In the category of books I haven't read (yet), I'd like to mention two: my friend David Evanier's Roman Candle: The Life of Bobby Darin, which has become a movie starring Kevin Spacey, and Michael Crichton's State of Fear--a book that's got the environmental movement up in arms over Crichton's calling their global-warming concerns over-exaggerated. Other books have done this before but not one penned by a mainstream bestselling author.

--Victorino Matus

If anyone consistently gets short shrift around Christmas time, it's the Antichrist. Make it up to him by reading Neil Gaiman and Terry Pratchett's fantastic novel Good Omens: The Nice and Accurate Prophecies of Agnes Nutter, Witch, in which Satan stars.

Here's the story: The Antichrist is born on Earth. But due to a mix-up in a nursery manned by Satanic nuns, he is raised by a perfectly normal British family in the village of Lower Tadfield. He gets fond of humanity and is thus understandably reluctant to bring about the End Times. Crowley--a fallen angel assigned to lay the groundwork for Armageddon (a task he begins spectacularly as Crawly, serpent in the Garden of Eden)--and his heavenly counterpart, Aziraphale. race around and try to set things right before their respective bosses find out that they botched the Apocalypse.

To get the general idea of what the prose in Good Omens is like, imagine two of the smartest, funniest writers around today holding a (possibly drunken) Ouija séance to channel Hitchhiker's Guide writer Douglas Adams, and then transcribing the results.

Now go buy it.

--Katherine Mangu-Ward

Joseph Epstein's recent review of Gerald Clarke's Too Brief a Treat: The Letters of Truman Capote inspired me to read that book, and also some of Capote's stuff which somehow never found its way onto my college reading list. I couldn't find a copy of his masterpiece In Cold Blood at a nearby bookstore, so went with the Modern Library's edition of the equally famous (thanks to Audrey Hepburn) Breakfast at Tiffany's, which also includes three of his best short stories. Breakfast at Tiffany's is not an especially cheerful story and the plot as a whole is not what makes the book so worth reading. It's the descriptions, the revelations about human nature, and the characters that make it sparkle.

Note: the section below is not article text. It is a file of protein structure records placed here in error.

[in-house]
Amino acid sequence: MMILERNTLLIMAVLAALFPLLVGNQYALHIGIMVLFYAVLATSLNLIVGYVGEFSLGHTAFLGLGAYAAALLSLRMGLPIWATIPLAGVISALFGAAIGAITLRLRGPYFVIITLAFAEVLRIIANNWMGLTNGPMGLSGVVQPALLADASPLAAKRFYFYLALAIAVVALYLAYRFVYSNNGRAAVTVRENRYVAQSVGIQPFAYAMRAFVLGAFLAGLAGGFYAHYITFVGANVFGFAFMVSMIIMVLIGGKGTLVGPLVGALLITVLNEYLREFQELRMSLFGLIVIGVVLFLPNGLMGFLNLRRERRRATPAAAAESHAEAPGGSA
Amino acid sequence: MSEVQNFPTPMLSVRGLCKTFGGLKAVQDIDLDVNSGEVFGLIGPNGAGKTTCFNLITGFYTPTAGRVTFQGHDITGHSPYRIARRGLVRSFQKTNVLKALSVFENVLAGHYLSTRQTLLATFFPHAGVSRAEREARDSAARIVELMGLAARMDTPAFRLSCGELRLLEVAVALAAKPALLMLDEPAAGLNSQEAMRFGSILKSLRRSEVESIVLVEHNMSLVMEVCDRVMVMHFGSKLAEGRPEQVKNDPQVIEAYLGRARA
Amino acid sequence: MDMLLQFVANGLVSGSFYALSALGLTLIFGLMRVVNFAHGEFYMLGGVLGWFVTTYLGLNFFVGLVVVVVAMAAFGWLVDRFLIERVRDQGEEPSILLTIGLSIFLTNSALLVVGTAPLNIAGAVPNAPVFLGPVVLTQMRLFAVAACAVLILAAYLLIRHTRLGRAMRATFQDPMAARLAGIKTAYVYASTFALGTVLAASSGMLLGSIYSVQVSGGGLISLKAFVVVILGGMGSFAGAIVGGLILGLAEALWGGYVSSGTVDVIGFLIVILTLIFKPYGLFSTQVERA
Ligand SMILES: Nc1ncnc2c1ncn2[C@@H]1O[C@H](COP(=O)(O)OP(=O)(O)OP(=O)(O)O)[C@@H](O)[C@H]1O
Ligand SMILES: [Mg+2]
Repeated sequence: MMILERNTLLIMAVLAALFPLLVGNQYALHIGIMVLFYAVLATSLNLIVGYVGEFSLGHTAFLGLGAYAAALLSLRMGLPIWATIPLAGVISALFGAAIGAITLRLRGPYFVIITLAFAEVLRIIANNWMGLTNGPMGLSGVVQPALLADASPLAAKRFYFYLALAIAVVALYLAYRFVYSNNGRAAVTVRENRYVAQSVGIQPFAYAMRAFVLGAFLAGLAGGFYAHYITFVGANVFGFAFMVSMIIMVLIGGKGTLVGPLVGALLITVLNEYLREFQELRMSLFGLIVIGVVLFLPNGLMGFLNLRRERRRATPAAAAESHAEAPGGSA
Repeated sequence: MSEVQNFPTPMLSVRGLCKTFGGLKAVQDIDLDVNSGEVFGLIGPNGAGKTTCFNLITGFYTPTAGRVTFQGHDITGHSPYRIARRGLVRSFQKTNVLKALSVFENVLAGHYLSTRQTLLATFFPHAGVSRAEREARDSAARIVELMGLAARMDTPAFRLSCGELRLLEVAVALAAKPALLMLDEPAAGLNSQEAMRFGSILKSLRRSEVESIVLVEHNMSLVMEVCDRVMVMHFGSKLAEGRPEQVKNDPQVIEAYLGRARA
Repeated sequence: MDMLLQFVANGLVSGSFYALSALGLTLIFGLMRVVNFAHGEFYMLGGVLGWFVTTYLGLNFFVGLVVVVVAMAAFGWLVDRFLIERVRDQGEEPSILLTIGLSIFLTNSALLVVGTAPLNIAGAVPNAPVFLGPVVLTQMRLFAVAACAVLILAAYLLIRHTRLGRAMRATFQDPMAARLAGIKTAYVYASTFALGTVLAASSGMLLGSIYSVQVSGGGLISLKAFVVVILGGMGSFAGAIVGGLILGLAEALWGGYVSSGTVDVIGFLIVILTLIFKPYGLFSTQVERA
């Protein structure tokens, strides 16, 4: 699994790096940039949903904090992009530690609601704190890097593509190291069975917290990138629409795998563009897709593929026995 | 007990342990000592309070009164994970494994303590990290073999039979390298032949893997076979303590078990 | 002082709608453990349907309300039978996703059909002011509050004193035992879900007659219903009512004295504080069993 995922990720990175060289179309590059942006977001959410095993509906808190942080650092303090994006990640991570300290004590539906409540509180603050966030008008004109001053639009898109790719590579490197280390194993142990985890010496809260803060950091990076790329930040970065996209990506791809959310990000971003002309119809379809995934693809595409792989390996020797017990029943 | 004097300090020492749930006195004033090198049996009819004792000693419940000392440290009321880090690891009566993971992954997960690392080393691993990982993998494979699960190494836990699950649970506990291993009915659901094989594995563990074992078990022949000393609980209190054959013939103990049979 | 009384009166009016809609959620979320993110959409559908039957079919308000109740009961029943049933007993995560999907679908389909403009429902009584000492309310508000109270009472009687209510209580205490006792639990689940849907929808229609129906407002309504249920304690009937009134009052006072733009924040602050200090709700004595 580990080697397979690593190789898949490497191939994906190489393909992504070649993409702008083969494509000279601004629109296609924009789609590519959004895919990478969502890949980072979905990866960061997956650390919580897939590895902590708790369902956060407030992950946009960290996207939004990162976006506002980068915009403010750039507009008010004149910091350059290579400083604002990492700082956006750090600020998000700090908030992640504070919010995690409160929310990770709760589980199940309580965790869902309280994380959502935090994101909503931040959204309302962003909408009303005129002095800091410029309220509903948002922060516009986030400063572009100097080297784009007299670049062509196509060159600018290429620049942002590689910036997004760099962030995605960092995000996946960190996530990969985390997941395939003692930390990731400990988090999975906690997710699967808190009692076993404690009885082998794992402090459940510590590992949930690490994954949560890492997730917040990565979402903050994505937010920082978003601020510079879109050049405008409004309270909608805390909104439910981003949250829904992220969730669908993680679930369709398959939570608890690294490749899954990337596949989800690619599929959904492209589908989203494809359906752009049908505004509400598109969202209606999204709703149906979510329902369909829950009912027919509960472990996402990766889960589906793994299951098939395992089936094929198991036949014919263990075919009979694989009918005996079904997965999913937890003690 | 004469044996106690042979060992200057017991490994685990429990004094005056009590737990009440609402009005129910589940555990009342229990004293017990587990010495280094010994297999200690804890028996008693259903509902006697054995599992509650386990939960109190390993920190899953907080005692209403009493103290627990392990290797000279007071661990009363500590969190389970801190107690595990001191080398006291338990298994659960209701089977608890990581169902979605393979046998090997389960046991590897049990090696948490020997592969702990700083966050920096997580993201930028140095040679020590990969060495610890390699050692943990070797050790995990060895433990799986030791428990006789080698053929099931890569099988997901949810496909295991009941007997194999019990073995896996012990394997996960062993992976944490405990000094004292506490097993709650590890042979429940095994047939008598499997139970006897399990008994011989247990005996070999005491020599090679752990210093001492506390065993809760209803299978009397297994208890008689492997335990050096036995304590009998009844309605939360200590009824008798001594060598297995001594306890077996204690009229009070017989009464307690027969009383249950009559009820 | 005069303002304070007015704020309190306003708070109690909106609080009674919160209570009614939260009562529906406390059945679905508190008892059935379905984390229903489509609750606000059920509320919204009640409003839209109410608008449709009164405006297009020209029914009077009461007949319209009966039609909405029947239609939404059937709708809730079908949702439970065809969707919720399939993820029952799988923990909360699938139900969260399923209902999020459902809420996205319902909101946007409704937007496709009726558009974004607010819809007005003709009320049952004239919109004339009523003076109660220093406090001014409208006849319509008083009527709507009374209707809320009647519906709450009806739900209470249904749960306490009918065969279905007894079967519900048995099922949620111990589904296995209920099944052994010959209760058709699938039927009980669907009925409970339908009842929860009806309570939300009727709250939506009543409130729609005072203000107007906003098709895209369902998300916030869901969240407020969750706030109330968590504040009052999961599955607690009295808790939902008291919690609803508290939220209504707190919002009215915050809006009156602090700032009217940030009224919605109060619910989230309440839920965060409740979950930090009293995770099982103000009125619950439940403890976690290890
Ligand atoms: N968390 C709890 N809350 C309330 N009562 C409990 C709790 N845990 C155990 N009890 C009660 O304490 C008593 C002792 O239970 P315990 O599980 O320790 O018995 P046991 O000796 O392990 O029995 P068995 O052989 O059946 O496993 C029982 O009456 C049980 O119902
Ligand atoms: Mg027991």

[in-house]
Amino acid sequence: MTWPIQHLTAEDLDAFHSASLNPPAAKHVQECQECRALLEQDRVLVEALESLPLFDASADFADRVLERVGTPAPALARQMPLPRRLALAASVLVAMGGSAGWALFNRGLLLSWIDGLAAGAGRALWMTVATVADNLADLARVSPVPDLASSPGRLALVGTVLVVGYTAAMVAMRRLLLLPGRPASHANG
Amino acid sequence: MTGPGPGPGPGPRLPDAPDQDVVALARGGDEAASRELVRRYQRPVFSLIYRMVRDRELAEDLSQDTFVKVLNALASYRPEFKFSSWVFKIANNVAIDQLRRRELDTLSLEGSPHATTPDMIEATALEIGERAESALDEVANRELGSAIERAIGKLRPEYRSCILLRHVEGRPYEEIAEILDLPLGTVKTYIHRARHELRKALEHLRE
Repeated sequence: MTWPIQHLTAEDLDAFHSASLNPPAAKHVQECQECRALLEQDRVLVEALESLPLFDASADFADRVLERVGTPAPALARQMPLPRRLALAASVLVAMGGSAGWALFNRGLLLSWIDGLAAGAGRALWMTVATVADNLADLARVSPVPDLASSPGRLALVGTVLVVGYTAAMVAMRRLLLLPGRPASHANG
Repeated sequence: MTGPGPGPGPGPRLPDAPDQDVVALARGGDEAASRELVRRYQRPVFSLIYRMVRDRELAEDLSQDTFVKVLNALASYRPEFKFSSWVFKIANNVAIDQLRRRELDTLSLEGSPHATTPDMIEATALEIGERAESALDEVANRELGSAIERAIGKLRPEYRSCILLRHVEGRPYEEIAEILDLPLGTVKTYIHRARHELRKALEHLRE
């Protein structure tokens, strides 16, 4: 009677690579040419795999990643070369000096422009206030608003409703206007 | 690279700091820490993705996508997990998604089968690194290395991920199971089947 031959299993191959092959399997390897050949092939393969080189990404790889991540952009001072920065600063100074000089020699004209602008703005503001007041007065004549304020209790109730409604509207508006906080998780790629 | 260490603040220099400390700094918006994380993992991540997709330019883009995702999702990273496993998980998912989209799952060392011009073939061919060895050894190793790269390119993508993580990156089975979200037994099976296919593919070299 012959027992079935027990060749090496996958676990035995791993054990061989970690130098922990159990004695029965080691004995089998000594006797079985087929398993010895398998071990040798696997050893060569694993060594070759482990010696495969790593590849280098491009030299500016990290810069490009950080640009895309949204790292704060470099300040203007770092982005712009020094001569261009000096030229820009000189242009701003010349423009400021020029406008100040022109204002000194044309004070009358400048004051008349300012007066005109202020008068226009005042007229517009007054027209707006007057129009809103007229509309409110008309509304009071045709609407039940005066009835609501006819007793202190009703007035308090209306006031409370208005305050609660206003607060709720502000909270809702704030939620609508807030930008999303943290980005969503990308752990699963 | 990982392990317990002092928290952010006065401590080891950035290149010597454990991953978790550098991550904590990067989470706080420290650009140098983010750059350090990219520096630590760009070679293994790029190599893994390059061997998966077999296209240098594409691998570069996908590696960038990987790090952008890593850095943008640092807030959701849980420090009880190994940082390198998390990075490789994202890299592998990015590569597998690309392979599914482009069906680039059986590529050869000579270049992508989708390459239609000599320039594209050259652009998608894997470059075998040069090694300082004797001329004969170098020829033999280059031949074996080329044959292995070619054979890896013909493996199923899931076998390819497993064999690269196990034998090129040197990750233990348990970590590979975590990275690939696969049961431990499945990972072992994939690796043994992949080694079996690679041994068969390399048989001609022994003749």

Also, the book's last story "A Christmas Memory" is sweet, sad, and appropriate for the season.

More literary fiction: The names and generations of the characters in Emily Brontë's Wuthering Heights get tricky, but read it for the romantic and eerie plot, perfect for the cold, dark winter. The book is even better than its best movie adaptation, the 1939 version with Laurence Olivier.

--Rachel DiCarlo

Arthur Herman's new story of the British navy, To Rule the Waves, is a book for buffs: history buffs, Britain buffs, empire buffs, nautical buffs, and lovers of all things swashbuckling. It's also a remarkable piece of scholarship and a darn good read. And there are plenty of surprises. (Did you know, for example, a bunch of limey seamen ended the Atlantic slave trade?) Herman deserves the hearty thanks of us Anglophiles--and of everyone else, too. Would that more historians were like him!

Also check out James Mann's Rise of the Vulcans, a comprehensive portrait of George W. Bush's foreign policy team. Learn about the life and times of Cheney, Rice, Rumsfeld, Powell, Wolfowitz, and Armitage.

Finally, Natan Sharansky's The Case for Democracy. There are so many reasons to read this book. Not least is the fact that Sharansky, an ex-Soviet dissident, is among the Great Men of the 20th century. He's also a masterful lyricist of liberty. But leave that aside. President Bush read Sharansky's book. And if it's worth Bush's time, it should be worth ours.

--Duncan Currie